Partnership between Illumina, Dell, and Isilon handles next-gen sequence data.
BY KEVIN DAVIES
November 10, 2009 | HANNOVER—A three-way partnership between Illumina, Dell, and Isilon Systems has resulted in IlluminaCompute, a fully integrated computing solution for Illumina’s best-selling GA II next-generation sequencing instrument. The announcement was made by Dirk Evers, director of computational biology at Illumina, at the inaugural Bio-IT World Europe Conference* in October.
Evers described IlluminaCompute as “an informatics ecosystem for production-scale sequencing.” Illumina elected to partner with blade servers from Dell and modular IQ storage from Isilon Systems. “We made the decision to find partners that we trust to deliver good performance. We have exceptional relations with Isilon and Dell… It is essentially the same system that we use internally, and it works for us,” he said.
The resulting system offers a flexible and scalable system for high-throughput genome analysis, providing a centralized high-performance computational and storage infrastructure. The solution will be launched this winter in three tiers—tier 0, tier 1 and tier 2. Pricing has still to be determined.
IlluminaCompute satisfies an unmet need for scalable computing capabilities that can match the increasing throughput of the GA instrument, commented Illumina’s VP and CIO Scott Kahn. “No other genomics provider currently offers a turnkey solution like IlluminaCompute that can be customized for small and growing sequencing facilities and scaled to meet the needs of larger genome centers.”
Illumina says it will validate the prospective site before installation. Advantages of the system include scalability, provision of centralized high performance, and reduction in support overhead, an important financial factor. IlluminaCompute is plug-and-play with low power consumption, and can be easily reconfigured as researchers’ computing needs change.
Evers, who runs a software group that writes the image analysis, base calling, and mapping software for the GA pipeline, says IlluminaCompute is a response to the remarkable growth of the sequencing market and the throughput of each machine. Illumina has doubled the output of the GA instrument in the past year through various reagent, engineering and software enhancements.
Evers pointed out that Illumina has already migrated much of the storage and compute to the instrument to enable customers “to get at the fundamentals of the data, base calls and quality scores.” By pushing the efficiency of the computing algorithms, all of the computing algorithms can be run in real time on a regular 4-core PC next to the GA II instrument. But as the sequence yield grows, users “need to do the bioinformatics analysis on the data to get at the biologically meaningful results. Now that’s not something you can make go away, because of the increasing volume of sequencers… That’s where you should spend the money.”
Evers says the choice of Dell and Isilon was in part dedicated by Illumina’s own internal satisfaction with their systems. “It’s natural to then go with the vendor you’re using internally, but it’s not that we didn’t talk to other people,” Evers said. “Of course, we explore the space, but we still came up with the same answer,” says Evers. “You talk to multiple customers and you see the comments they made. We’re still in the situation that we came up with the right partner, which is quite telling in this fast moving space.”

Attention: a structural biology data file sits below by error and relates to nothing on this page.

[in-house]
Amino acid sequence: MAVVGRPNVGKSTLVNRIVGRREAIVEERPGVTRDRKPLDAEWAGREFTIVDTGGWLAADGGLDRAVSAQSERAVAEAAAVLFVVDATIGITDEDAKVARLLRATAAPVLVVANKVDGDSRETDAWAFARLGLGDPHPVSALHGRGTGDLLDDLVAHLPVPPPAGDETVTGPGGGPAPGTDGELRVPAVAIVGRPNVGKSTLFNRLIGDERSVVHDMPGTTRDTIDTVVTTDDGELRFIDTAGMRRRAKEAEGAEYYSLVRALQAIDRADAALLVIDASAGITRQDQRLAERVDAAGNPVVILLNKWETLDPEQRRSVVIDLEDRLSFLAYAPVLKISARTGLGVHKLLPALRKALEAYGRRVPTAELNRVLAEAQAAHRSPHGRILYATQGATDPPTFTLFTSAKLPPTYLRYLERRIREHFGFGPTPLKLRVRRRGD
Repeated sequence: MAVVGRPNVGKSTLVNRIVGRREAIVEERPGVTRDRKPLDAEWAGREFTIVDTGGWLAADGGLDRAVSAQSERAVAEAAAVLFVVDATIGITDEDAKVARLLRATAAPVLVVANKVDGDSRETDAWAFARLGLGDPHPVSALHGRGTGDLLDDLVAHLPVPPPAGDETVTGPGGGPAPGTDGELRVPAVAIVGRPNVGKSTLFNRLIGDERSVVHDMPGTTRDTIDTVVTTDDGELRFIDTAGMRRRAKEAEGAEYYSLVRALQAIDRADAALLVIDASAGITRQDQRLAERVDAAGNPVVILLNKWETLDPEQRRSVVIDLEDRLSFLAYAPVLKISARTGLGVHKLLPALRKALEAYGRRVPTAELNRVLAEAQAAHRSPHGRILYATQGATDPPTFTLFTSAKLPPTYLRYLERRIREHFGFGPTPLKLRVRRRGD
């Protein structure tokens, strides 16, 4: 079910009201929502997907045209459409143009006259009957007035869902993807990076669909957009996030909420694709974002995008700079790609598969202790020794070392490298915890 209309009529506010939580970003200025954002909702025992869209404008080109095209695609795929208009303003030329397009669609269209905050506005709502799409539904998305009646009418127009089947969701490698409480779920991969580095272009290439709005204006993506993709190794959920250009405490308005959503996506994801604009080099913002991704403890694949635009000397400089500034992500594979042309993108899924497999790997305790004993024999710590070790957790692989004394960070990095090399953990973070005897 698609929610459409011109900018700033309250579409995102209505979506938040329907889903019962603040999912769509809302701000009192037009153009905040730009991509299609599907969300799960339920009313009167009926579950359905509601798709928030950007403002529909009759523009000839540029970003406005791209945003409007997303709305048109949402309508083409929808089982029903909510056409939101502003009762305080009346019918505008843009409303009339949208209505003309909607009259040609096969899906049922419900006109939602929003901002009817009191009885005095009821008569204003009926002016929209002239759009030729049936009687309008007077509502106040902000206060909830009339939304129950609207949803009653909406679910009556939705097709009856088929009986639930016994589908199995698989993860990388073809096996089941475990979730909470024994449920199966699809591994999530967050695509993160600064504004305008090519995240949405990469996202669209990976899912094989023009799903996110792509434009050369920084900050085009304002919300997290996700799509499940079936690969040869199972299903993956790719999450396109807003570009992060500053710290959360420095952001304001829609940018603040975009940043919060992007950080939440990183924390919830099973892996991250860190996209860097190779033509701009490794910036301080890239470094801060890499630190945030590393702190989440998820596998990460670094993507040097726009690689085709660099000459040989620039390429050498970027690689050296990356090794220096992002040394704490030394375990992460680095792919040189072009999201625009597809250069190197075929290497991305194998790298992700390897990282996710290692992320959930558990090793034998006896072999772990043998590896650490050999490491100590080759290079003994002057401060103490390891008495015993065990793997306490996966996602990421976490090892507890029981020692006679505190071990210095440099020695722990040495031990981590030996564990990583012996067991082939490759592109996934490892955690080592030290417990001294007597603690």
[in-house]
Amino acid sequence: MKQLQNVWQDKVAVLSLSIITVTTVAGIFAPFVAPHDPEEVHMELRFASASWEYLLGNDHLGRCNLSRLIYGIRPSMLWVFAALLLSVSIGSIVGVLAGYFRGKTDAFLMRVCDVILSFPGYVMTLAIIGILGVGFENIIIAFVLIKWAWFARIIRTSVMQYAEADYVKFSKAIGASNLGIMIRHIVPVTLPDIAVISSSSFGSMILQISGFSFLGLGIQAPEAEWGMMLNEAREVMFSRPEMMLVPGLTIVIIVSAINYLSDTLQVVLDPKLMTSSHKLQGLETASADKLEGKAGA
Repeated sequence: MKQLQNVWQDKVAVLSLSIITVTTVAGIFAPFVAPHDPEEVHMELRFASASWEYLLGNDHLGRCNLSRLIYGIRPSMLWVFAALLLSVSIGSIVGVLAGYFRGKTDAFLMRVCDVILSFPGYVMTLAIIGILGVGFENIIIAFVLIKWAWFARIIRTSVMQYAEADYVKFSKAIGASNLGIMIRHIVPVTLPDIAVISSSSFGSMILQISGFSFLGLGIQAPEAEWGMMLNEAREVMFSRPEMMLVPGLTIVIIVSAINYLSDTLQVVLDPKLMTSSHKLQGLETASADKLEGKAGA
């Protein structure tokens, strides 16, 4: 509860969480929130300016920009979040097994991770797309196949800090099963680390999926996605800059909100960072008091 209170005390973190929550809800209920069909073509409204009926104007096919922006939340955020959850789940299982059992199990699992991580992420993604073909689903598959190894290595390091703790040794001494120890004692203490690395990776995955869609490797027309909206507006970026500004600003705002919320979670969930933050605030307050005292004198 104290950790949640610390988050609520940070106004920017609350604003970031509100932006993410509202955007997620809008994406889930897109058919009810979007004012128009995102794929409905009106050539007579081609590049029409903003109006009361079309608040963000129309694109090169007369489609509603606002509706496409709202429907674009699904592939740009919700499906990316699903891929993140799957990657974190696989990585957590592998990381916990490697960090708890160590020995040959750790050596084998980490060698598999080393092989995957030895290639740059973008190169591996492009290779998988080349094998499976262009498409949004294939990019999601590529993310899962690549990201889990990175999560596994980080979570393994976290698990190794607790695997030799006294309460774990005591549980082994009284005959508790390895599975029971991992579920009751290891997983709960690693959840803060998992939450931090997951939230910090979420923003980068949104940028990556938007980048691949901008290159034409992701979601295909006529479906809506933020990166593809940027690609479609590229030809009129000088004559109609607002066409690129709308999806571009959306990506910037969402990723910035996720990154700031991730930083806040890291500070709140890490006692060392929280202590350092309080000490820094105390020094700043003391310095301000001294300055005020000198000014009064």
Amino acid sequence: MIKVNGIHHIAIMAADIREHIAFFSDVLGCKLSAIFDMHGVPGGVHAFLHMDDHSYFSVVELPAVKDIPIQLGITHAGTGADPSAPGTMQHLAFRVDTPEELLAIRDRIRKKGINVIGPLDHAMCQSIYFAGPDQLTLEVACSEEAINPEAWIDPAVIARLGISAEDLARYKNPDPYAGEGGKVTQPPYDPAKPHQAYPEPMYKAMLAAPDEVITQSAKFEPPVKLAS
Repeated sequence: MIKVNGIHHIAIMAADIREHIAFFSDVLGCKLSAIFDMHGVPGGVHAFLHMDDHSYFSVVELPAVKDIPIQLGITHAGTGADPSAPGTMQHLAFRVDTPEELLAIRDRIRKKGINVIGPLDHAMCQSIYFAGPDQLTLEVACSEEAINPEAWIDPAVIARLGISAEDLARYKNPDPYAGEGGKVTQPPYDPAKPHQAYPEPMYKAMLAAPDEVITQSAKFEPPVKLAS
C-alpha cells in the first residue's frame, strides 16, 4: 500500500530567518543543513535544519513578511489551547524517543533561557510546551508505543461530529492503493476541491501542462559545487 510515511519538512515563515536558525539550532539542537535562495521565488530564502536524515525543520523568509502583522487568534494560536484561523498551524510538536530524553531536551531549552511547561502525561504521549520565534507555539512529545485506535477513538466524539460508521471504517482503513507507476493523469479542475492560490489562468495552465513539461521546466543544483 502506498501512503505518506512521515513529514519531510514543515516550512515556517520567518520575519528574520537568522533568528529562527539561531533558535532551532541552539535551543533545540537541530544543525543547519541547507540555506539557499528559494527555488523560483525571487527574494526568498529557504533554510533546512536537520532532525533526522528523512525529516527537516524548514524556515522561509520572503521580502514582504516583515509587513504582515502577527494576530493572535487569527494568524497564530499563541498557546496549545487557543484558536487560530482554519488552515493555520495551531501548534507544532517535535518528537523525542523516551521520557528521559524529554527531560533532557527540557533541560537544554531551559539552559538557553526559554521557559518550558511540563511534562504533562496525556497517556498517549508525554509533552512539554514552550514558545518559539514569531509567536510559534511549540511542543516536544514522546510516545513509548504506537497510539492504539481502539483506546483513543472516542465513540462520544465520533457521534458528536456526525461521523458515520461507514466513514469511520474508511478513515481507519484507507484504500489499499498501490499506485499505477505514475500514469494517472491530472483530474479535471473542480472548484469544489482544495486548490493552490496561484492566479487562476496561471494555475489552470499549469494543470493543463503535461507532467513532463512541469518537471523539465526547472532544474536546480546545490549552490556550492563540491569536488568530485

Chris Blessington, Isilon director of marketing, added: “We’re terrifically interested in the business outcome of this partnership, both for Illumina’s ability to serve their customers, and as a business proposition for us. But what it is really, primarily, is the utmost validation that the data storage challenges experienced by these large and growing sequencing endeavors are a match made in heaven for the hallmark attributes of Isilon’s architecture.”
The Illumina GA II is the main workhorse at four of the world’s leading genome centers—the Broad Institute, The Genome Center at Washington University, the Wellcome Trust Sanger Institute, and the Beijing Genomics Institute, Shenzhen (see, p. 20), boast fleets of dozens of GA II instruments. According to the Broad’s Matthew Trunnell, also speaking at Bio-IT World Europe, the Broad currently has 59 Illumina GA II’s in production, with more to come.
But Evers says the target market for IlluminaCompute really focuses on organizations deploying a single sequencer to 5-10 instruments, rather than the major genome centers running fleets of GA machines. “Most purchases are single-instrument purchases now,” says Evers. “That is where you need to come up with this kind of offering.”
“There’s a huge swath of opportunities from single sequencer to 5, 10, maybe more, for many organizations that are data-rich and IT-light, and in many cases getting data richer and IT lighter,” adds Isilon’s Blessington. “The cost pressures on these organizations are no different than commercial enterprises. As the data pressures continue to grow and the ability to support it through IT operational costs and people continue to get tighter, that’s really the market segment here. It’s tough to put a number on it.”
*Bio-IT World Europe Conference; co-located with BioTechnica, Hannover, Germany; October 6-8, 2009.
This article also appeared in the November-December 2009 issue of Bio-IT World Magazine.
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